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Busy student gives back to community

Busy student gives back to community
Holly Ferris

In the year since Holly Ferris has been at Grand Valley she has volunteered at the Special Olympics, worked on a Habitat for Humanity house, served food from a mobile food pantry, mentored area youth and other GVSU students.

Oh, and she is nearing the clinical phase of her master’s-level program in physician assistant studies.

As president of the PAS student organization, Ferris organizes monthly community service, social and fund-raising activities for the group. The organization is named for the first PAS medical director at Grand Valley: Richard Paul Clodfelter.

The majority of Ferris’ 28 classmates belong to the organization. “It is kind of unusual for graduate students to be so involved in community service, but nearly everyone participates in activities and meetings,” she said.

Wally Boeve, PAS faculty member and program director, said being member “helps students understand the importance of giving back to the community.”

Most recently, students served food to low-income Grand Rapids residents from a mobile food pantry operated by Abundant Life Ministries on Burton Street. Ferris said while these extra activities aren’t mandatory for class credit, they do aid students with their personal and professional development.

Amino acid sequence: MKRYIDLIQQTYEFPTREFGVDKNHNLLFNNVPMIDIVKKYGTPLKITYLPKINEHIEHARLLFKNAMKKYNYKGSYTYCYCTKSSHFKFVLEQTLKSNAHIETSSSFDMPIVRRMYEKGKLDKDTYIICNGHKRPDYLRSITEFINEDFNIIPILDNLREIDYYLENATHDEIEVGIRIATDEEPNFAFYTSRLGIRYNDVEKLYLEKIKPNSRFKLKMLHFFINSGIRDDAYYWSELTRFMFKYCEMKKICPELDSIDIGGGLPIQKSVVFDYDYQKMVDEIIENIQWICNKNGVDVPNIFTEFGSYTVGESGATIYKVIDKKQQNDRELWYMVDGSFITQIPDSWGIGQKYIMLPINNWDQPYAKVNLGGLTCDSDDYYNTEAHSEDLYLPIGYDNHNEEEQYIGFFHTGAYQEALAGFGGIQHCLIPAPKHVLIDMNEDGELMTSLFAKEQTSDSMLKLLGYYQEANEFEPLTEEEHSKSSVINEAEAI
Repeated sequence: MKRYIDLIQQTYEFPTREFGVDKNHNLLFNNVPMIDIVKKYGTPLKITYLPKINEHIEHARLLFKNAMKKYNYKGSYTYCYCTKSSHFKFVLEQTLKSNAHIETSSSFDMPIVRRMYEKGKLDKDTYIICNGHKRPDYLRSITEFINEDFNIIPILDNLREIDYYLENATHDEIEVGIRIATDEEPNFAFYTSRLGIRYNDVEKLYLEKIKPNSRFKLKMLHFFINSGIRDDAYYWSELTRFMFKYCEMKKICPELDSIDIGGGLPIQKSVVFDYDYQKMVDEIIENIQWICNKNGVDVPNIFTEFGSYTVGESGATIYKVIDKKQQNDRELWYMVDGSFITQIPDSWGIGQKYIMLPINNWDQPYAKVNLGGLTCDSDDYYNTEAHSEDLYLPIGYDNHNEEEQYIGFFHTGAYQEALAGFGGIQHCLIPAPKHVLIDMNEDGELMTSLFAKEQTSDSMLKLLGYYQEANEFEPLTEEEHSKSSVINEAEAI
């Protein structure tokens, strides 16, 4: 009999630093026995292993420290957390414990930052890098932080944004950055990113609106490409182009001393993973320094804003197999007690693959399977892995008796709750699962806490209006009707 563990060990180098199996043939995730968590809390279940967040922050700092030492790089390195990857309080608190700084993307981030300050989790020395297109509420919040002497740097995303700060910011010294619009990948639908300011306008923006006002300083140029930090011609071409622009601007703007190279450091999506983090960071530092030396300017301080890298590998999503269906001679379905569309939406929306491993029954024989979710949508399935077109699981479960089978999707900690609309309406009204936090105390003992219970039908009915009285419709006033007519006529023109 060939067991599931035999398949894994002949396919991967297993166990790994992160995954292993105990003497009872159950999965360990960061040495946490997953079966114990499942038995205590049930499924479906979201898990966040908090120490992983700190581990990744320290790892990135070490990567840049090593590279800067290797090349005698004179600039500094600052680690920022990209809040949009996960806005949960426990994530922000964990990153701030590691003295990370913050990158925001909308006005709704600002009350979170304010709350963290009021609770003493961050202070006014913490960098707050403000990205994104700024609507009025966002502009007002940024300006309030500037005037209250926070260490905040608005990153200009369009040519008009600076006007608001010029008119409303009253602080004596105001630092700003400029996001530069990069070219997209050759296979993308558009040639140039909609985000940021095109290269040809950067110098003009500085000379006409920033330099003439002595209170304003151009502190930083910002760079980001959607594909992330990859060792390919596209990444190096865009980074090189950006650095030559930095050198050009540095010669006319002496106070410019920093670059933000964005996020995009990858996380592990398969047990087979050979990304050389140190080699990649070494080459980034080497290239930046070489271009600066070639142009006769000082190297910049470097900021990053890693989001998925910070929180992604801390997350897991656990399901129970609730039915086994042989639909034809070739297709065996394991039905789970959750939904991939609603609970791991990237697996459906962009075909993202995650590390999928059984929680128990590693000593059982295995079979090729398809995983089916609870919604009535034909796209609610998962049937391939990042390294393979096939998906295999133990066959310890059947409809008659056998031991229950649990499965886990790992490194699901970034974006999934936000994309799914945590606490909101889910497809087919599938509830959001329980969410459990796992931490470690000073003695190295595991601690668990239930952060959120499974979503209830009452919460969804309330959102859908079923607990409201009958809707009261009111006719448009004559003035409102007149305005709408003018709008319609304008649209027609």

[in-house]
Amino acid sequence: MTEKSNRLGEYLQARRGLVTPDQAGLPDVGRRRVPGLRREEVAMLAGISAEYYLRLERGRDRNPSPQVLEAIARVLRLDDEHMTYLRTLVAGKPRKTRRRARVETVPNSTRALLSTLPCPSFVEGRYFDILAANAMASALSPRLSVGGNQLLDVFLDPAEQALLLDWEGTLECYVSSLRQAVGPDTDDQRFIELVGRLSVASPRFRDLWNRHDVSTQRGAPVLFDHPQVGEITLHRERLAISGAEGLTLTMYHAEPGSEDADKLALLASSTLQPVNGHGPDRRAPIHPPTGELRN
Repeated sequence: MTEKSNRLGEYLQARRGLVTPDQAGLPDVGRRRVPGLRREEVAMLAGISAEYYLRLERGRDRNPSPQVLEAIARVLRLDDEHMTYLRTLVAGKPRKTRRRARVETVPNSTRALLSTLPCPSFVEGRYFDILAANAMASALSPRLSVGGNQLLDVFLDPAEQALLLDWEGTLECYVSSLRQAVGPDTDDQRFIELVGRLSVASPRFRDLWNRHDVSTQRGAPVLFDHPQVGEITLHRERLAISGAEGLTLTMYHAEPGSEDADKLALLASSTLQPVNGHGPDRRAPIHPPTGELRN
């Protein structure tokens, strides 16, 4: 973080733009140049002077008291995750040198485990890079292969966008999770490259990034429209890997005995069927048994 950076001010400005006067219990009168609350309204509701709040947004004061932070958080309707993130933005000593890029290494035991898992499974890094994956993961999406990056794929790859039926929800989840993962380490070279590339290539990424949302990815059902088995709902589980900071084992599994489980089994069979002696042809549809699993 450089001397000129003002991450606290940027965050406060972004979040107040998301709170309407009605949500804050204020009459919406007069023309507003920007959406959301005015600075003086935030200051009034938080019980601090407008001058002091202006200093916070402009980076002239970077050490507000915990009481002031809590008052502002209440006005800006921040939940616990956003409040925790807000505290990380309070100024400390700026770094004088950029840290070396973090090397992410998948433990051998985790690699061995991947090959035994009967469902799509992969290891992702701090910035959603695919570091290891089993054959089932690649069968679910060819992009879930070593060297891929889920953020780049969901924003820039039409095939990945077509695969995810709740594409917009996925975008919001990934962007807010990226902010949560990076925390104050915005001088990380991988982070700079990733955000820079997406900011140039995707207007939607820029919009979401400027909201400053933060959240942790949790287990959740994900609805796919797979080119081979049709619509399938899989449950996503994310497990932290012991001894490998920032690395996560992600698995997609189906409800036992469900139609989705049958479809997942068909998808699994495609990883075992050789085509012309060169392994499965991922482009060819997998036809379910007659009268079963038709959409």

“By spending so much time together, we get to know each other’s personalities well. And that helps when someone is looking for a study group or has questions about a class,” said Ferris, who earned a bachelor’s degree in biology from the University of Findlay in Ohio.

Ferris and others in her class also serve as mentors to students new to the PAS program. She said the casual relationship helps orient new students to Grand Valley and what’s expected of faculty members.

She also mentors area youth at Baxter Community Center, a center that provides social services to low-income Grand Rapids residents. “I never thought I would be this involved,” Ferris said. “But it’s good. At the Baxter, when I’m there for mentoring, I feel re-energized by it.”

Apparently her volunteer work fits well with her professional goals. “I would like to work in underserved areas,” she said.

by Michele Coffill

This story was filed with the tags: Helping Industry , Undergraduate Student , Health